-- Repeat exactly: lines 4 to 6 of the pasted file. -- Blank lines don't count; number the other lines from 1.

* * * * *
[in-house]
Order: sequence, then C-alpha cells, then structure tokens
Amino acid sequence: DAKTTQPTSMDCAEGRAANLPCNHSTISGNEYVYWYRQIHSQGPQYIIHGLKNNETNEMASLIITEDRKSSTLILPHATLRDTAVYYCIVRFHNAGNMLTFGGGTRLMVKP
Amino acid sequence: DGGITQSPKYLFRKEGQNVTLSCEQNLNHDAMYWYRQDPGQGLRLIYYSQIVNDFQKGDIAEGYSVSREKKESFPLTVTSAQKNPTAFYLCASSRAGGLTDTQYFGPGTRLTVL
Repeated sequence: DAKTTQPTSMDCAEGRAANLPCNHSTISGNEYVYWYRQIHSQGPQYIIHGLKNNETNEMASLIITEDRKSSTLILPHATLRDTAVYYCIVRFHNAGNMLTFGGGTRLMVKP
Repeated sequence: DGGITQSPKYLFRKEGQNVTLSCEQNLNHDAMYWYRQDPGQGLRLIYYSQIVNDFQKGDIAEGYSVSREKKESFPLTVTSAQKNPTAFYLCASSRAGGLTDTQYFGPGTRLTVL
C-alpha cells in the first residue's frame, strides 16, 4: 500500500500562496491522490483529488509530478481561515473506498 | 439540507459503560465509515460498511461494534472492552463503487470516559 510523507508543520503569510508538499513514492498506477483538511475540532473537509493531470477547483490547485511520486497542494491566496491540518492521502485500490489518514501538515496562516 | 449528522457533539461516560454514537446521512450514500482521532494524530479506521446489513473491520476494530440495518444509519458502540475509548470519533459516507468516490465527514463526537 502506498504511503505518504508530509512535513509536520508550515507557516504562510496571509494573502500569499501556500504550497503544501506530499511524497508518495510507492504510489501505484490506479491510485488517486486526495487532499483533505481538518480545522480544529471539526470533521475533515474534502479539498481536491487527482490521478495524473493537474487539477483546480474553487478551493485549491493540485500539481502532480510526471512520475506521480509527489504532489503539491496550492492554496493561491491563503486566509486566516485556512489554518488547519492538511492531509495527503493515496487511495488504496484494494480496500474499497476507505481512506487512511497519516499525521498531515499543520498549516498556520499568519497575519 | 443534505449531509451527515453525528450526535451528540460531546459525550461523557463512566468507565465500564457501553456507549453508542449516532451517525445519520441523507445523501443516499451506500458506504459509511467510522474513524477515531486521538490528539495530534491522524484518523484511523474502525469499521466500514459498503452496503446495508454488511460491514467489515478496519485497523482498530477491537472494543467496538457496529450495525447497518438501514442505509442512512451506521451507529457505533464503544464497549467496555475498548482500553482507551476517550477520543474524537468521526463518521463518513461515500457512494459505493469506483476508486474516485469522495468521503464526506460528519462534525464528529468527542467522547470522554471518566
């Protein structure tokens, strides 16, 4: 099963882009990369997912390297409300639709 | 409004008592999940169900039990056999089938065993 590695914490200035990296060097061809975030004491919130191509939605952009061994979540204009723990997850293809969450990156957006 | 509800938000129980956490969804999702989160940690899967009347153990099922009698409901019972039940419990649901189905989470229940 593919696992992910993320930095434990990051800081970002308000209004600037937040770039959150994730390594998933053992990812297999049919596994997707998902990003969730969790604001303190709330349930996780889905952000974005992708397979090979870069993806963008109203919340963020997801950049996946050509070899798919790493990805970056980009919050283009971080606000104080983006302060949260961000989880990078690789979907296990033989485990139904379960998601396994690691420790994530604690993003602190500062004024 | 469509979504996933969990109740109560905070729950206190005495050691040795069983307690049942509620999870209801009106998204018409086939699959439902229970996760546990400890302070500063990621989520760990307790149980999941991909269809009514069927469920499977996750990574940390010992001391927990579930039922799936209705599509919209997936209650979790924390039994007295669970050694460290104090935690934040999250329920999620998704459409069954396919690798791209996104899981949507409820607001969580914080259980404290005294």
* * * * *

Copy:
Amino acid sequence: DGGITQSPKYLFRKEGQNVTLSCEQNLNHDAMYWYRQDPGQGLRLIYYSQIVNDFQKGDIAEGYSVSREKKESFPLTVTSAQKNPTAFYLCASSRAGGLTDTQYFGPGTRLTVL
Repeated sequence: DAKTTQPTSMDCAEGRAANLPCNHSTISGNEYVYWYRQIHSQGPQYIIHGLKNNETNEMASLIITEDRKSSTLILPHATLRDTAVYYCIVRFHNAGNMLTFGGGTRLMVKP
Repeated sequence: DGGITQSPKYLFRKEGQNVTLSCEQNLNHDAMYWYRQDPGQGLRLIYYSQIVNDFQKGDIAEGYSVSREKKESFPLTVTSAQKNPTAFYLCASSRAGGLTDTQYFGPGTRLTVL